Milton Glaser, the creator of the “I love New York logo” once said, “The logo is the point of entry for the brand.” With that in mind, every element of your logo needs to be treated with respect and understanding, in order for it to work in harmony with every piece of branded communication you produce and create a memorable connection with your audience. Here are a few common mistakes that can lead to discord—or worse cause your logo to resent you:
A well-designed logo will exude a warm fuzzy feeling that the logomark (the graphic or symbolic element) and logotype (type treatment) were, in fact, created at the same time by the same designer. However, it’s not uncommon for logos to undergo a “Frankencomp” effect. That is, “I really like the type from version three, but I’d like to combine it with the mark from version one.” If this is the case, it’s important to take the time to bring the two ideas to mutual ground without losing the integrity of either element. Otherwise, the fallout can be pretty ugly.
A common misconception is that the symbol you choose for your logo should show exactly what you do. While it’s great if a creative solution arrives that does just this, most companies will not have a simple, all-in-one solution that sums up their products and services. An effective logo won’t have to work itself to death to be simple, bold, and iconic—instead, it should easily allow you and your customers to apply meaning, while creating flexibility in your brand. It helps to think of a logo as a stamp or seal that provides a look and feel for your brand and nothing more. Give your logomark a break, and save the complicated imagery and messaging for your Web site or brochure. Think about it: Nike doesn’t sell swooshes, nor does Starbucks sell mermaids.
Not every logo needs to appear in 3-D. As a matter of fact, most of them shouldn’t. Your logo should function at a very basic level—black-and-white and the size of a spitwad. While it’s okay to add some flair to your logo for the Web, it’s important to realize that you’ll need to be able to reproduce it in a wide range of sizes and applications from billboards to key chains. After all, the embroidered logo on your company shirt can’t reflect the cool transparency or lighting effects that your Web site can. Unfortunately, the number of logos lost in the space-time continuum has been an increasing trend for the last few years. (See also number 6.)
While it’s acceptable to put your company name in a standard format and font, your logotype should have its own distinct identity. Thus, materials like letterhead, memos, or a print campaign should not be set in the exact same font as the logotype. Pick a typeface that complements the logo, but doesn’t steal the spotlight. After all, your logo is the hero of your visual branding—but it won’t work so well if you keep shining the bat-light beacon in its eye.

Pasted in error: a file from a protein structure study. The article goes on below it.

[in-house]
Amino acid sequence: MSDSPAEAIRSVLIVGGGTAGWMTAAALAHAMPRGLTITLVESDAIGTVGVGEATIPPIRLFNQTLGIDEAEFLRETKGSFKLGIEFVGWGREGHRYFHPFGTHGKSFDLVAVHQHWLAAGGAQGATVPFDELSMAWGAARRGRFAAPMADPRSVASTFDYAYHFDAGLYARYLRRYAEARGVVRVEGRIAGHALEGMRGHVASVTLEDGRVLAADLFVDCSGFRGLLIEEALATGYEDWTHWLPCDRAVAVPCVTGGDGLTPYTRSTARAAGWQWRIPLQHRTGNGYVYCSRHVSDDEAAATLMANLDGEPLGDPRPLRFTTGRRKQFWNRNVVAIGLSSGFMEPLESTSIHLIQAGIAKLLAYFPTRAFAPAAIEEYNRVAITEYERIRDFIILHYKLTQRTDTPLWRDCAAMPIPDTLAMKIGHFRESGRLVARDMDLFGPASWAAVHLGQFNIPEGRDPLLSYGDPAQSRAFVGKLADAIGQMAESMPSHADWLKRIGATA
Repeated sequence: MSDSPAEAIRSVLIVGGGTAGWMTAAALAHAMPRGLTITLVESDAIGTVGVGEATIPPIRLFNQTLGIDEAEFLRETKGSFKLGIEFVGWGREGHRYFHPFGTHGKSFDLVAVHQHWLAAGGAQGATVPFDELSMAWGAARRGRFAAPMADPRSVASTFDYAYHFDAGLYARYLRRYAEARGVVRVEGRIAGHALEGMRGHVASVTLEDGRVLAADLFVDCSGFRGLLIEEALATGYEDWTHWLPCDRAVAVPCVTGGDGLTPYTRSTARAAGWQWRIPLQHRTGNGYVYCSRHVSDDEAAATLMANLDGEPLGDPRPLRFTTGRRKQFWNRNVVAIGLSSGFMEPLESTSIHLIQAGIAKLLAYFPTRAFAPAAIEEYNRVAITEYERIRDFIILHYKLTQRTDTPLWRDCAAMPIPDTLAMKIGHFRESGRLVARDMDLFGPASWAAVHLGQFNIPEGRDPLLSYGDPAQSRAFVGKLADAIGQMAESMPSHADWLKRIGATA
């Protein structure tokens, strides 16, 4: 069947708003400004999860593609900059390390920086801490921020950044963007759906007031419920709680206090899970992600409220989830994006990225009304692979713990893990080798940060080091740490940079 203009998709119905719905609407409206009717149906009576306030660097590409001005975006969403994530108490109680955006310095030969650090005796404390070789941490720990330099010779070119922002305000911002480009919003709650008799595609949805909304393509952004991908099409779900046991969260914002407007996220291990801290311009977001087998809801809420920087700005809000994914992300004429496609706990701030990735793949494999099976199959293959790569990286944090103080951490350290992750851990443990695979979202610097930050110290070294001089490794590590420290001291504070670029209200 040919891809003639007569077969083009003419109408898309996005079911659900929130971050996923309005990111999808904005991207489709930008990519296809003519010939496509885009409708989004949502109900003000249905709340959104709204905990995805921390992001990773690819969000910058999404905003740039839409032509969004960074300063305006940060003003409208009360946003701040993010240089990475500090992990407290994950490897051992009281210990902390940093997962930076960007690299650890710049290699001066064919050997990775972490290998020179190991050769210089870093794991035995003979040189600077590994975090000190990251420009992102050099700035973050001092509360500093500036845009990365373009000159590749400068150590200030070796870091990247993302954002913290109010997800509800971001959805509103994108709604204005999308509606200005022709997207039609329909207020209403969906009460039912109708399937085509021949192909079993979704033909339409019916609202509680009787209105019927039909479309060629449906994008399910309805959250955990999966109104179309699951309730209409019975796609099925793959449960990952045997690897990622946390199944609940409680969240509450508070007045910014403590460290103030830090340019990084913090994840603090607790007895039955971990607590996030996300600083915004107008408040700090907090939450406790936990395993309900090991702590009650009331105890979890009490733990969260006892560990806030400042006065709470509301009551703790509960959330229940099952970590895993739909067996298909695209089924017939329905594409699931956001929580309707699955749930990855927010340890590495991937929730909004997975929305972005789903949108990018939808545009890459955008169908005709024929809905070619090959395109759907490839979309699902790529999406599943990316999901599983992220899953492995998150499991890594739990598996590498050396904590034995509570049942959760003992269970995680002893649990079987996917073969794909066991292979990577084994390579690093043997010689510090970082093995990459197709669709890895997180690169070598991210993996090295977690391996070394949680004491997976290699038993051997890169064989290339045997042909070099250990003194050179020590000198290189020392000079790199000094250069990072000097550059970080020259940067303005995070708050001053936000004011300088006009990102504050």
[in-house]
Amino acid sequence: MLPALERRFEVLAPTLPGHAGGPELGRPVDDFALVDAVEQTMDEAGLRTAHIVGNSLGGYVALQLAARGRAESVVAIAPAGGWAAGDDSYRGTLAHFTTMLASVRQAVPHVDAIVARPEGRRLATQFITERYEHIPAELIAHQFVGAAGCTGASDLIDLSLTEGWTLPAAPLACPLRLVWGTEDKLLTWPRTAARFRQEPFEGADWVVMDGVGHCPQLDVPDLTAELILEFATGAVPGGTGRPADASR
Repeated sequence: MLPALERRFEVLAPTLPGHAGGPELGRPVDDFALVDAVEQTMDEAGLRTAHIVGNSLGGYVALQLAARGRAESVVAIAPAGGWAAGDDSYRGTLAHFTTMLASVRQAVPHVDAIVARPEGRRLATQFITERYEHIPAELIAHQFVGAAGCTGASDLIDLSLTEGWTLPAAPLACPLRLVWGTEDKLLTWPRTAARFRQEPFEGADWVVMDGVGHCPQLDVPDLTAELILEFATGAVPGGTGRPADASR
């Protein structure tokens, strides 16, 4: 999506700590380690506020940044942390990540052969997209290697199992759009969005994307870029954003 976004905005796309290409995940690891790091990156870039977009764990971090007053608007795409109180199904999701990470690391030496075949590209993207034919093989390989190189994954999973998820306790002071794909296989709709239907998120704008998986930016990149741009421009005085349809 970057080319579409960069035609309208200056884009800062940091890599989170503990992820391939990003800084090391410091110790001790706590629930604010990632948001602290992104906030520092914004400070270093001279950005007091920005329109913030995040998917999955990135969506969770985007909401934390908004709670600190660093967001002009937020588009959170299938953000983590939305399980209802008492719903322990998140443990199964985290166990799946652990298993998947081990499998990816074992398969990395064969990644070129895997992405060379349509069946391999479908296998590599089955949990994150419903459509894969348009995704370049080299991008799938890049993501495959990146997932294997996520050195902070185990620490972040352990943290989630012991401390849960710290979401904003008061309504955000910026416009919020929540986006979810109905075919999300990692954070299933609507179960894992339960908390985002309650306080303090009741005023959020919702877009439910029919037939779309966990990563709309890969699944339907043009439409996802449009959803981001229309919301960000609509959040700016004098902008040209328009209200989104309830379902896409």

Unless you’re selling flashbacks to the ‘60s or Technicolor dreamcoats, you should limit the colors of your logo. A good rule of thumb is to only use one or two colors. Not only will this help create a uniform color palette, it also saves on printing costs while improving the color consistency of your final pieces. Finally, you shouldn’t feel like your logo has to have color. Many successful logos are used only in black-and-white. For instance, Jack Daniel’s and Calvin Klein require no prismatic embellishments.
First it was grunge with lots of texture and now it’s Web 2.0 with high-gloss and reflections. Logos shouldn’t follow trends, especially since your logo should last 10 years or more—and most fads move from hip to tragic in the blink of an eye. When designing and selecting a logo, skip the hype—follow the laws of form and function to develop a true icon. Why be a follower when you can be a leader? (Side note: Web 2.0 refers to the functionality of your site, not a look. Asking for a Web 2.0 look is the equivalent of asking to make something taste “more purple.”)
This may come as a shock, but a logo doesn’t always need a mark. Logotype alone can represent your brand, and it’s not that uncommon—think FedEx or IBM. If your logotype is strong enough to stand on its own, don’t force it into an arranged marriage. Seriously, it’s ok to be a little unconventional sometimes.
A common mistake is designing a logo that you “like.” That’s great if you’re the target market. However, nine times out of 10 you aren’t. Always put yourself in your customers’ shoes and be aware of what they’re looking for in your brand. A logo that speaks to your consumers will perform much better than the detailed illustration of your childhood pet immortalized in a logomark. Your logo is like a teenager—it wants the approval of it’s peers and friends—not its un-cool parents.
Pay attention to the needs of your logo—and it will return the favor by getting your brand the attention that you want.